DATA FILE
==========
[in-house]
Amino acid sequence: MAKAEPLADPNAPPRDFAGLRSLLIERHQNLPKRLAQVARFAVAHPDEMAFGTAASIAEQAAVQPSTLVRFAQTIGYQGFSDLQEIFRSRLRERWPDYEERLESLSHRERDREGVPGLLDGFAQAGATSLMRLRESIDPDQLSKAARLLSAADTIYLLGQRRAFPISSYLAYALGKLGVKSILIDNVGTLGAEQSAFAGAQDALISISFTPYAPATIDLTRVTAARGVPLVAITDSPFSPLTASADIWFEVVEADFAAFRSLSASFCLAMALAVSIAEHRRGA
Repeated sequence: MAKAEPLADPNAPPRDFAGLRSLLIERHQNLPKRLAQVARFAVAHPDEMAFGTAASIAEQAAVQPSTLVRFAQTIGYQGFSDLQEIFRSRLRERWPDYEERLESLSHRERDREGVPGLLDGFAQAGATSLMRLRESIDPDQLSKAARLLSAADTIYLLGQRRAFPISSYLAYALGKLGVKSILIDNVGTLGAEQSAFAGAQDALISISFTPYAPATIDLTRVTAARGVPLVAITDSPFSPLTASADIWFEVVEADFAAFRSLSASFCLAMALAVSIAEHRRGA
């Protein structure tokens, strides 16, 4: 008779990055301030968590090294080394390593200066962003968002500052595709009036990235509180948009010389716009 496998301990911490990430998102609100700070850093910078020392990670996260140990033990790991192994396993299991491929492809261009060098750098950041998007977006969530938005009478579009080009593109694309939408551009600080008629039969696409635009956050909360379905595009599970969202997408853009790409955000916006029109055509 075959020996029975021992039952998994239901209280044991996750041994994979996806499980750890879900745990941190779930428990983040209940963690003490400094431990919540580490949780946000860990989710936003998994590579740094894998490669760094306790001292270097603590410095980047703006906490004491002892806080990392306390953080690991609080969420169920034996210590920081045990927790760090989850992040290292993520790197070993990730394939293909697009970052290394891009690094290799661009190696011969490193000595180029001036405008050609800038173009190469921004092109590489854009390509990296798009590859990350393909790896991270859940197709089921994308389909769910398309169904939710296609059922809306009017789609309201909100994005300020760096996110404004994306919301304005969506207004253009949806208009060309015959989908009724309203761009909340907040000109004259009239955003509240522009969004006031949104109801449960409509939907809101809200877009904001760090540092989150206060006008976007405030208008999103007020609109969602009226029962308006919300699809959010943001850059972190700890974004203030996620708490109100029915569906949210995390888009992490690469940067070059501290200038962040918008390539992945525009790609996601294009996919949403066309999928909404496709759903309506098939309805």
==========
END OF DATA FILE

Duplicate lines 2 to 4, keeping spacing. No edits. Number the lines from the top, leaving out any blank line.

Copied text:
Amino acid sequence: MAKAEPLADPNAPPRDFAGLRSLLIERHQNLPKRLAQVARFAVAHPDEMAFGTAASIAEQAAVQPSTLVRFAQTIGYQGFSDLQEIFRSRLRERWPDYEERLESLSHRERDREGVPGLLDGFAQAGATSLMRLRESIDPDQLSKAARLLSAADTIYLLGQRRAFPISSYLAYALGKLGVKSILIDNVGTLGAEQSAFAGAQDALISISFTPYAPATIDLTRVTAARGVPLVAITDSPFSPLTASADIWFEVVEADFAAFRSLSASFCLAMALAVSIAEHRRGA
Repeated sequence: MAKAEPLADPNAPPRDFAGLRSLLIERHQNLPKRLAQVARFAVAHPDEMAFGTAASIAEQAAVQPSTLVRFAQTIGYQGFSDLQEIFRSRLRERWPDYEERLESLSHRERDREGVPGLLDGFAQAGATSLMRLRESIDPDQLSKAARLLSAADTIYLLGQRRAFPISSYLAYALGKLGVKSILIDNVGTLGAEQSAFAGAQDALISISFTPYAPATIDLTRVTAARGVPLVAITDSPFSPLTASADIWFEVVEADFAAFRSLSASFCLAMALAVSIAEHRRGA
């Protein structure tokens, strides 16, 4: 008779990055301030968590090294080394390593200066962003968002500052595709009036990235509180948009010389716009 496998301990911490990430998102609100700070850093910078020392990670996260140990033990790991192994396993299991491929492809261009060098750098950041998007977006969530938005009478579009080009593109694309939408551009600080008629039969696409635009956050909360379905595009599970969202997408853009790409955000916006029109055509 075959020996029975021992039952998994239901209280044991996750041994994979996806499980750890879900745990941190779930428990983040209940963690003490400094431990919540580490949780946000860990989710936003998994590579740094894998490669760094306790001292270097603590410095980047703006906490004491002892806080990392306390953080690991609080969420169920034996210590920081045990927790760090989850992040290292993520790197070993990730394939293909697009970052290394891009690094290799661009190696011969490193000595180029001036405008050609800038173009190469921004092109590489854009390509990296798009590859990350393909790896991270859940197709089921994308389909769910398309169904939710296609059922809306009017789609309201909100994005300020760096996110404004994306919301304005969506207004253009949806208009060309015959989908009724309203761009909340907040000109004259009239955003509240522009969004006031949104109801449960409509939907809101809200877009904001760090540092989150206060006008976007405030208008999103007020609109969602009226029962308006919300699809959010943001850059972190700890974004203030996620708490109100029915569906949210995390888009992490690469940067070059501290200038962040918008390539992945525009790609996601294009996919949403066309999928909404496709759903309506098939309805």